SACRAMENTO AND SAN JOAQUIN DRAINAGE DISTRICT, acting by and through The Reclamation Board of the State of California, Plaintiff and Respondent, v. Peter J. JARVIS, Beulah Jarvis, et al., Defendants, Peter J. Jarvis and Beulah Jarvis, Appellants.*
This is an appeal from a judgment entered upon a jury's verdict awarding appellants $1,500 for 1.062 acres of land condemned by respondent.
The complaint, which was filed on August 18, 1954, alleged that respondent sought to condemn the fee simple title to the land and that the taking of said estate and interest was necessary for the construction of a levee. On the same day the court fixed $1,500 as the amount reasonably adequate to provide for payment of just compensation for the taking of appellants' property. Upon deposit of that sum with the clerk of the court an ex parte order for the taking of immediate possession issued, and, pursuant thereto, respondent entered upon the land and constructed a levee thereon. Thereafter trial was had and on February 3, 1956, the jury returned its verdict which found the fair market value of the condemned property to be $1,500 as of February 1, 1956. Judgment was entered upon the verdict on April 10, 1956. Appellants' motion for a new trial was denied and they noticed an appeal from the judgment.
On this appeal an opening brief was filed on appellants' behalf by an attorney who did not represent them at the trial. Assigned as error therein is the trial court's sustaining of an objection to testimony of a witness who lived across the street from the appellants. She was called by appellants as a witness on their behalf. She was asked how much frontage she had on the street. Counsel for respondent objected on the ground that the witness' property was not being condemned. The objection was sustained. The record shows the following:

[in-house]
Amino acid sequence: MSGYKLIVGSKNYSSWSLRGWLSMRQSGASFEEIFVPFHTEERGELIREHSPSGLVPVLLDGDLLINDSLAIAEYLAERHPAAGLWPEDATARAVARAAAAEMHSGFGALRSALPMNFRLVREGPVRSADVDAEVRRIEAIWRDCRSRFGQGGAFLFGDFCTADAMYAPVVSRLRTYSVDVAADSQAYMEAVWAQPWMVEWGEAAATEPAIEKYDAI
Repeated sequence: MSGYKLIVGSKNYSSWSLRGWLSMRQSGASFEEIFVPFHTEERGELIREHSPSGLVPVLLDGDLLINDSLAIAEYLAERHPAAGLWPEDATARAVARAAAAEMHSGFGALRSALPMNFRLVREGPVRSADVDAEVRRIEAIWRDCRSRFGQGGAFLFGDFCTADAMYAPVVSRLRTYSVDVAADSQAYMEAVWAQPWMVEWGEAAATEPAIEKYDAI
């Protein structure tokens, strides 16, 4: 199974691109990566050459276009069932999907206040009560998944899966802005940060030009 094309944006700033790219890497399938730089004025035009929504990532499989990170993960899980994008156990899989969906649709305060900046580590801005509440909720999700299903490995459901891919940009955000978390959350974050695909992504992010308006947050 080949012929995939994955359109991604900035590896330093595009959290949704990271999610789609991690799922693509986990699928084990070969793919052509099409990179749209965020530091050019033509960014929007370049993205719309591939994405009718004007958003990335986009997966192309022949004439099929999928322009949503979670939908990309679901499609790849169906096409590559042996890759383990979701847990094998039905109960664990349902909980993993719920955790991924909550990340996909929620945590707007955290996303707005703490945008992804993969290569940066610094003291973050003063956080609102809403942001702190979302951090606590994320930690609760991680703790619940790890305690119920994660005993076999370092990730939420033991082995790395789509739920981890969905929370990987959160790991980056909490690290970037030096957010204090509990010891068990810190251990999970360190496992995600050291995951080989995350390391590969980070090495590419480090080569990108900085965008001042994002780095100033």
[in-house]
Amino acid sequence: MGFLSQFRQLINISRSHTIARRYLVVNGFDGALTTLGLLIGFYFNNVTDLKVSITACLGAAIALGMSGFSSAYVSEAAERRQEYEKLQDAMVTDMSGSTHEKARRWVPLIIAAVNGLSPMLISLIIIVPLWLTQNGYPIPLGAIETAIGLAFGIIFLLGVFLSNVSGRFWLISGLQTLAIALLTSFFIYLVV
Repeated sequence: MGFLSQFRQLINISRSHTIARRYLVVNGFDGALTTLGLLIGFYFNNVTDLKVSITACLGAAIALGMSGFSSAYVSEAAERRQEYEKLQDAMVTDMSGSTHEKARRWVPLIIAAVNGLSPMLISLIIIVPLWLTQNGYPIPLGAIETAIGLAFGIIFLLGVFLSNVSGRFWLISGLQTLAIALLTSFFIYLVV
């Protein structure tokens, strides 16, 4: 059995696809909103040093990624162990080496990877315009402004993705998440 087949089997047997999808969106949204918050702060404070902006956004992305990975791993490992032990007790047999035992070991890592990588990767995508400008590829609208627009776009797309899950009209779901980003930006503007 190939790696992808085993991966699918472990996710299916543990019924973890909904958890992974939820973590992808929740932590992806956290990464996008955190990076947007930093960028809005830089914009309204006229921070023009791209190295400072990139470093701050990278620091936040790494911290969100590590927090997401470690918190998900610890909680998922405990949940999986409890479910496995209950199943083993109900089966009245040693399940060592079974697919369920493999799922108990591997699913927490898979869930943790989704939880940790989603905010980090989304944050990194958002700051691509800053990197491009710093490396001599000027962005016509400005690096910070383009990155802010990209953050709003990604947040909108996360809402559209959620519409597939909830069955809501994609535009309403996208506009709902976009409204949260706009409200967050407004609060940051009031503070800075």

‘[Mr. Hibbitt]: Q. So that you still have property that faces on Rio Linda Boulevard. And do you know the Jarvis property? A. Yes, sir, I do.
‘Q. With reference to your property, the Jarvis property is directly across the street; isn't that right? A. Yes, it is.
‘Q. And about how much frontage do you have on Rio Linda Boulevard at that place?
‘Mr. Vanderlaan: I will object to that, your Honor. We are not condemning this lady's property.
‘The Court: Objection sustained.
‘Mr. Hibbitt: We are trying to establish values, your Honor, and I think probably by comparative values here, I am bringing this lady in to show the value of her adjacent property.
‘Mr. Vanderlaan: I am sure that is not admissible, your Honor. She is not an expert.
‘The Court: Objection sustained.’
Counsel for appellants made no offer of proof that the witness would testify as to what she had recently paid or been offered for her property. However, such offer of proof would have been futile as at the time of trial it was the long established rule that, as declared by our Supreme Court in People v. La Macchia, 41 Cal.2d 738, at page 744, 264 P.2d 15, at page 20, ‘witnesses ‘cannot, upon the direct examination, he allowed to testify as to particular transactions, such as sales of adjoining lands, how much has been offered and refused for adjoining lands of like quality and location, or for the land in question, or any part thereof, or how much the * * * [condemning party has] been compelled to pay in other and like cases—notwithstanding these transactions may constitute the source of their knowledge’.'
Since the trial of the instant case our Supreme Court, in the case of County of Los Angeles v. Faus, 48 Cal.2d 672, 312 P.2d 680, has overruled the line of decisions laying down the above quoted rule, and now evidence of prices paid or amounts offered for similar property in the immediate vicinity is admissible on direct examination.